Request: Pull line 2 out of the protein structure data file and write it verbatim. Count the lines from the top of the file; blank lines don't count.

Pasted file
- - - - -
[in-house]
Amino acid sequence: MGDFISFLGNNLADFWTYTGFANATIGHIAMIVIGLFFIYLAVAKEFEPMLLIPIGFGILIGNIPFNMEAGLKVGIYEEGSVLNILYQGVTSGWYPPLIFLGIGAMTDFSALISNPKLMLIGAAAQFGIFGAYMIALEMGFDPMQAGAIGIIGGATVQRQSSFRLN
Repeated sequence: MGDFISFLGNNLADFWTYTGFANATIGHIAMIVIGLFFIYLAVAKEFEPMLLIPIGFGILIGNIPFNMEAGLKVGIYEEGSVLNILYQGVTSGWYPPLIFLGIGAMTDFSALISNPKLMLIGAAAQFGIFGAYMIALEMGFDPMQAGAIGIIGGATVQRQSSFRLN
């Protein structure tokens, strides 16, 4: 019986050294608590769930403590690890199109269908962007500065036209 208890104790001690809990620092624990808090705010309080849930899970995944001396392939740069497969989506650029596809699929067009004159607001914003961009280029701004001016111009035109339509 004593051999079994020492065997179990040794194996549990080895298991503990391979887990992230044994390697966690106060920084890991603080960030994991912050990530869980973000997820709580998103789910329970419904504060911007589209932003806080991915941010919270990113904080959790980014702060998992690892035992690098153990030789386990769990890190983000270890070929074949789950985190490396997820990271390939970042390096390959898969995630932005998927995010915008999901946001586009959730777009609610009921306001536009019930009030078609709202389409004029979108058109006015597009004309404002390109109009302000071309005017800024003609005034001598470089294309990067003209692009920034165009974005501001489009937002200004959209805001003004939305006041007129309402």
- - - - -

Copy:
Amino acid sequence: MGDFISFLGNNLADFWTYTGFANATIGHIAMIVIGLFFIYLAVAKEFEPMLLIPIGFGILIGNIPFNMEAGLKVGIYEEGSVLNILYQGVTSGWYPPLIFLGIGAMTDFSALISNPKLMLIGAAAQFGIFGAYMIALEMGFDPMQAGAIGIIGGATVQRQSSFRLN